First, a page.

You know, I’m getting really sick and tired lately of people crapping on female leads. While it’s not a new attitude by any means, I’ve found it’s become more prevalent as the Internet continues to grow. But this attitude has also gotten especially noticeable with the inclusion of female leads in popular franchises, and it’s getting old fast.
Instead of going for the obvious target of the “Ghostbusters” reboot, let’s focus on a major franchise that recently had two female-lead movies in the works: “Star Wars.” When they first announced “The Force Awakens,” the outcry seemed to be twofold: one, there was a black Stormtrooper, and two, the other was female. Things have gotten worse with the recent trailer of “Rogue One”, where the main character is also female. Now, obviously, not everyone is against these films starring women. Many, like myself, just prefer to see strong characters that aren’t necessarily defined by their genre. As long as they interesting to watch, who cares if it’s a man or woman? But, as always, there are many others who want things to be just so because of the films that came before.
The funny thing is that these are the only two to have female leads. In the six films preceding them, EVERY main character has been a man. The few female characters that existed were supporting, even standouts like Leia and Amidala. And yet, people complain that either these newer films have ruined the franchise or have basically kicked male leads to the curb. Well, sorry, but that’s the stupidest argument I think I’ve heard in recent memory. You’re basing these claims off of two, TWO films, even though one of those hasn’t even been released yet. I’ll admit, as a woman, I’m pleased to see this fresh direction being taken with “Star Wars.” But honestly, I’d be happy to see this become a trend in any genre of film or series. Women being crapped on by Hollywood and the like has been an ongoing problem, and if a writer or director comes along wanting to challenge the status quo, I say bring it on.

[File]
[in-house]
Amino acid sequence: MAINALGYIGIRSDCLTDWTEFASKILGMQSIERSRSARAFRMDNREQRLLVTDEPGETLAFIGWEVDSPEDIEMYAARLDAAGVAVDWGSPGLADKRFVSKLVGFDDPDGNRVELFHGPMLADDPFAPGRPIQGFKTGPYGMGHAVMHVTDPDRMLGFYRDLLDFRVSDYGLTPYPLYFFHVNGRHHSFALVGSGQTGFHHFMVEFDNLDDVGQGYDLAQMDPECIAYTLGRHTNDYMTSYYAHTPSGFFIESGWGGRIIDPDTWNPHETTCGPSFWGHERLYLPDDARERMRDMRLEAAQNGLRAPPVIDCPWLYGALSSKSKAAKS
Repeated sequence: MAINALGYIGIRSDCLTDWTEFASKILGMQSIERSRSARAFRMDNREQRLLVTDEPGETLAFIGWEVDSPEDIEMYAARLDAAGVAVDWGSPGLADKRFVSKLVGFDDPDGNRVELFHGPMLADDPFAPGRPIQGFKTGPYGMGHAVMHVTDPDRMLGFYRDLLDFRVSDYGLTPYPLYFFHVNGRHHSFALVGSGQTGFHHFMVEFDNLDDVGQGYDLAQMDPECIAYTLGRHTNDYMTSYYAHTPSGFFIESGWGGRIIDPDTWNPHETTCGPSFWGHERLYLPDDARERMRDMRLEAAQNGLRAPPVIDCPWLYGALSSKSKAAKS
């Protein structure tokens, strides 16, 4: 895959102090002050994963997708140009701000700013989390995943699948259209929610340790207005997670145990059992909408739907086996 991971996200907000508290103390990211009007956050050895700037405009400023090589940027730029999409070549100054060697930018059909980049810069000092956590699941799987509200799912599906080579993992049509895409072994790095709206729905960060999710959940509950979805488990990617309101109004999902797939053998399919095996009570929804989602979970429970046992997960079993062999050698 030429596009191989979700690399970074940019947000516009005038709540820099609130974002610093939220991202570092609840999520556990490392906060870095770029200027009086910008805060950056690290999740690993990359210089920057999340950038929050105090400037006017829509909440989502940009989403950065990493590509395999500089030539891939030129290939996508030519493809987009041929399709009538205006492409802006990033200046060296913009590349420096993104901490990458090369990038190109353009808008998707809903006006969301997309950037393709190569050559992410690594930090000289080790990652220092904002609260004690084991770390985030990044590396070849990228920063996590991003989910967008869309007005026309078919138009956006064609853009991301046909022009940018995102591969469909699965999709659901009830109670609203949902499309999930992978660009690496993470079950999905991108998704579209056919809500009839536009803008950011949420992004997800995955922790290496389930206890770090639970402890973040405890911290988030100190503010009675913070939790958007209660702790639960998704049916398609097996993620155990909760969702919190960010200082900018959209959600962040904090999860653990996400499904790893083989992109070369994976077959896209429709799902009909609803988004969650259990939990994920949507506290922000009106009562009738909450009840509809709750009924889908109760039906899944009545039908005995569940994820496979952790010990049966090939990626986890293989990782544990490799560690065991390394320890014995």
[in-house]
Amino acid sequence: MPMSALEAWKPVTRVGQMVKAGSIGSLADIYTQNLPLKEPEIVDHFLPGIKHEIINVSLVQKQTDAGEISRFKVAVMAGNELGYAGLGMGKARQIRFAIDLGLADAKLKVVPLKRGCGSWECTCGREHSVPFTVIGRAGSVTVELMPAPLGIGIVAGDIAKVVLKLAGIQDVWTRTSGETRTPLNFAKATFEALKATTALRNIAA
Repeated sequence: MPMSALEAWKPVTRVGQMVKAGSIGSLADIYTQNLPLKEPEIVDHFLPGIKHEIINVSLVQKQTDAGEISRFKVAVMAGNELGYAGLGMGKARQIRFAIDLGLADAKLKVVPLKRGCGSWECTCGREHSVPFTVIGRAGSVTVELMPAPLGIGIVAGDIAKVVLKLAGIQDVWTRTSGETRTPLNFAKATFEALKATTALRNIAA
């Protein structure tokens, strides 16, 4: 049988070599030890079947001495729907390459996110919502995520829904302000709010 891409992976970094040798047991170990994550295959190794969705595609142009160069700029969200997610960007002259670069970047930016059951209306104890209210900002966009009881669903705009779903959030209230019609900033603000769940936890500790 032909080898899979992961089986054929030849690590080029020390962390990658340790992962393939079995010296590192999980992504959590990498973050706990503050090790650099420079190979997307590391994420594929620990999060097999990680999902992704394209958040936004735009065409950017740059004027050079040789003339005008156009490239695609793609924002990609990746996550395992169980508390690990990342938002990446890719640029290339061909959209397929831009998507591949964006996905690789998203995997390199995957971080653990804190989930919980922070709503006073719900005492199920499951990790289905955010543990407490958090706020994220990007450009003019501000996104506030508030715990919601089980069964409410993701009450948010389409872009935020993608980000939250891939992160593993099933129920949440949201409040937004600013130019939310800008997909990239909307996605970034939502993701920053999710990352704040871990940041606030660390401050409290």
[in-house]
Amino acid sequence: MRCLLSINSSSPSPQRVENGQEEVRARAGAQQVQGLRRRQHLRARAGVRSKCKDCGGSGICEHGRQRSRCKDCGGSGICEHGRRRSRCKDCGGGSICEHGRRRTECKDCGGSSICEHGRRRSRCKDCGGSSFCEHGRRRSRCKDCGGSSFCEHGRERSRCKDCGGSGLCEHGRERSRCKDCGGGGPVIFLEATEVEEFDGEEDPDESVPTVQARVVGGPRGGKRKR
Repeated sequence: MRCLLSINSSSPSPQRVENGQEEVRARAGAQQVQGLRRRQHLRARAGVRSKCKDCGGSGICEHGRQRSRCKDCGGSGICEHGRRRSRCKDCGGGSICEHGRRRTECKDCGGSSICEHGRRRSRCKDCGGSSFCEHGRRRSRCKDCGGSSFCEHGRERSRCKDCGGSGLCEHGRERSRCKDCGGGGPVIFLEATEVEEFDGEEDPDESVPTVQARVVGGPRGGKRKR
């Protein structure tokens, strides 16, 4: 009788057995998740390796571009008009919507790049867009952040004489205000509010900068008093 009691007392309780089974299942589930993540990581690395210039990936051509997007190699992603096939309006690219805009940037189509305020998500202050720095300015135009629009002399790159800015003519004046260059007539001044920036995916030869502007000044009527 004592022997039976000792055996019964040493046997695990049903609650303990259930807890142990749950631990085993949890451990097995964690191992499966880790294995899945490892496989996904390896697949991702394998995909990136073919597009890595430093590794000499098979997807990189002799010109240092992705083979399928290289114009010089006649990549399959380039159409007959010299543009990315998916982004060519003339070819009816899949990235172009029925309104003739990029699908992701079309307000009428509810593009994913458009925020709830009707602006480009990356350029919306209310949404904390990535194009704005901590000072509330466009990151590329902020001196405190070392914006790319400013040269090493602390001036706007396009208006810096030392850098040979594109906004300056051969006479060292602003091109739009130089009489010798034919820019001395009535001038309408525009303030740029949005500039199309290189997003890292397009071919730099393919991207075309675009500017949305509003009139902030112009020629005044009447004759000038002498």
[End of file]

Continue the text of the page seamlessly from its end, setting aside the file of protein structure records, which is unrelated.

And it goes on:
Do you know what this argument comes off as to me? Entitlement. In this case, I’d say it’d be of the nostalgic variety. Sure, this type of thing runs wild for other forms of media and on the Internet in general, but what does it say about a person? To me, it looks like the attitude of someone who can’t move past even an inch of nostalgia for the series to allow change. Perhaps, in the eyes of some, it’s also a prevailing thought that “Star Wars” is supposed to be aimed towards men and thus should star men all day, every day. Both of these attitudes are just plain toxic. I’ve been guilty of dismissing something based on nostalgia for its predecessors, but I’ve never done so based on a character’s gender. So, to wrap up, I can understand people holding “Star Wars” in high regard. However, when you’re spewing hate at a film because the decision was made to change the lead’s gender (even while still retaining a strong character), then I can’t help but think you need to take a page from MST3K.